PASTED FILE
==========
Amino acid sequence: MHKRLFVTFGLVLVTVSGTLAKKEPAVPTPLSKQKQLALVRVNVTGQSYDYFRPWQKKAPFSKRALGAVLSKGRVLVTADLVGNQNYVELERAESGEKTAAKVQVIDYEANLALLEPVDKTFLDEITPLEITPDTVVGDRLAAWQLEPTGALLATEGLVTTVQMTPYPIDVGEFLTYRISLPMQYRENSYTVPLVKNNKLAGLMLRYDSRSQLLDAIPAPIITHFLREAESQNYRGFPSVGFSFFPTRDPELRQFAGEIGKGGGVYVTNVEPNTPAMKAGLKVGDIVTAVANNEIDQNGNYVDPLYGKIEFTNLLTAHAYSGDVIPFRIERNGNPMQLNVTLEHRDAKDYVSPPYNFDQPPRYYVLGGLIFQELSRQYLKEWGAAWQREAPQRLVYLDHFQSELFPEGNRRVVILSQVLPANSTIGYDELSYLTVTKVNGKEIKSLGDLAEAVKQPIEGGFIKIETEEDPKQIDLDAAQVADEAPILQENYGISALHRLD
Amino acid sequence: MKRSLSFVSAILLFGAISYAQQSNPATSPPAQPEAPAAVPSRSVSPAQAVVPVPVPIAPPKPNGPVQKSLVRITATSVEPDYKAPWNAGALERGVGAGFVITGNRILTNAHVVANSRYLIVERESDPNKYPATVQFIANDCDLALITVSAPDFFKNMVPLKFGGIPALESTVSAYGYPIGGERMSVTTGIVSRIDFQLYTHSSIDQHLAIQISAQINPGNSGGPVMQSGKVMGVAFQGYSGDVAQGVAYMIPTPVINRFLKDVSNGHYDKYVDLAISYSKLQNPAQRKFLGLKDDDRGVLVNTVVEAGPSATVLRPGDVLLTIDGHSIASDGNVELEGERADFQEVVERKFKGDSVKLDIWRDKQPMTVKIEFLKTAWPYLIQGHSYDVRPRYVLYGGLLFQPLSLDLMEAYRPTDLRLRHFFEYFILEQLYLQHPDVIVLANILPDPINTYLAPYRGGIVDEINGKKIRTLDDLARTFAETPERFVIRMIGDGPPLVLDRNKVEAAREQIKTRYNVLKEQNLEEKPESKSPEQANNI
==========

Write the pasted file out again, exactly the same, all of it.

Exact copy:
Amino acid sequence: MHKRLFVTFGLVLVTVSGTLAKKEPAVPTPLSKQKQLALVRVNVTGQSYDYFRPWQKKAPFSKRALGAVLSKGRVLVTADLVGNQNYVELERAESGEKTAAKVQVIDYEANLALLEPVDKTFLDEITPLEITPDTVVGDRLAAWQLEPTGALLATEGLVTTVQMTPYPIDVGEFLTYRISLPMQYRENSYTVPLVKNNKLAGLMLRYDSRSQLLDAIPAPIITHFLREAESQNYRGFPSVGFSFFPTRDPELRQFAGEIGKGGGVYVTNVEPNTPAMKAGLKVGDIVTAVANNEIDQNGNYVDPLYGKIEFTNLLTAHAYSGDVIPFRIERNGNPMQLNVTLEHRDAKDYVSPPYNFDQPPRYYVLGGLIFQELSRQYLKEWGAAWQREAPQRLVYLDHFQSELFPEGNRRVVILSQVLPANSTIGYDELSYLTVTKVNGKEIKSLGDLAEAVKQPIEGGFIKIETEEDPKQIDLDAAQVADEAPILQENYGISALHRLD
Amino acid sequence: MKRSLSFVSAILLFGAISYAQQSNPATSPPAQPEAPAAVPSRSVSPAQAVVPVPVPIAPPKPNGPVQKSLVRITATSVEPDYKAPWNAGALERGVGAGFVITGNRILTNAHVVANSRYLIVERESDPNKYPATVQFIANDCDLALITVSAPDFFKNMVPLKFGGIPALESTVSAYGYPIGGERMSVTTGIVSRIDFQLYTHSSIDQHLAIQISAQINPGNSGGPVMQSGKVMGVAFQGYSGDVAQGVAYMIPTPVINRFLKDVSNGHYDKYVDLAISYSKLQNPAQRKFLGLKDDDRGVLVNTVVEAGPSATVLRPGDVLLTIDGHSIASDGNVELEGERADFQEVVERKFKGDSVKLDIWRDKQPMTVKIEFLKTAWPYLIQGHSYDVRPRYVLYGGLLFQPLSLDLMEAYRPTDLRLRHFFEYFILEQLYLQHPDVIVLANILPDPINTYLAPYRGGIVDEINGKKIRTLDDLARTFAETPERFVIRMIGDGPPLVLDRNKVEAAREQIKTRYNVLKEQNLEEKPESKSPEQANNI